keto friendly sign – a paper tag with a twine isolated on white, food products supporting keto diet
Ketones are a family of chemicals made by your liver, usually out of the body’s fat, to provide energy when you need it. Right now, you’ve almost certainly got some ketones circulating in your blood. If you fast for the better part of a day, the level of ketones in your blood will rise, as your body turns to its stored fat to make up for the lack of carbohydrates (aka sugars) in your system.
The keto diet tries to hypercharge all this ketone production. The basic idea is that when people forgo almost all carbohydrates, shun excess proteins, and load up on fat, their bodies will respond by producing ketones.
But will all that ketone production do any good?
Let’s start with weight loss. The keto diet is a cousin of several other popular weight loss approaches, things like the Atkins plan or the paleo diet. Compared to these other diet plans, the keto diet leads to more weight loss among people tracked for at least a year. But before you get too excited about that result, keep this in mind. Across all the studies analyzed, people on the keto diet lost only about a pound or two more than those on other diets. No sugars; almost no protein; and you’ll lose a couple extra pounds? It’s up to you to decide if that’s worth it.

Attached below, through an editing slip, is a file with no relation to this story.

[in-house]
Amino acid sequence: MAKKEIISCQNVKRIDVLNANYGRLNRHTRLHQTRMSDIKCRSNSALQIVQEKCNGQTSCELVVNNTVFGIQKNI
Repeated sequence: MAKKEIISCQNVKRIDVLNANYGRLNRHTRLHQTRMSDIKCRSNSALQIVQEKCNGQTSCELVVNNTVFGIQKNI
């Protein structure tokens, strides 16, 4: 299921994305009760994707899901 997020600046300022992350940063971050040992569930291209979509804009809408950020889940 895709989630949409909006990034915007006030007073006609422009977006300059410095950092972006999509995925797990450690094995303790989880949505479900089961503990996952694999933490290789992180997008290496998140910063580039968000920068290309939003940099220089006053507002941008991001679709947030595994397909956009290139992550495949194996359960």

What about diabetes control? When researchers combine data from all the randomized trials on the topic, they found that the keto diet is no better at lowering your blood sugar than any other diet.
How about controlling your cholesterol levels through a keto diet? Sorry, it won’t help, and may even raise your lipid levels.
Alongside these meager to non-existent benefits, the keto diet carries some important risks, from the seemingly minor (fatigue, constipation, muscle cramps) to more serious problems (like kidney stones, pancreatitis, and bone fractures).
And of course, as Shivam Joshi from NYU recently wrote, when people follow the keto diet, they miss out on all the benefits of whole grains, fruits, and legumes.
The bottom line appears clear to me: if you want to get (or stay) healthy, stay clear of the keto diet.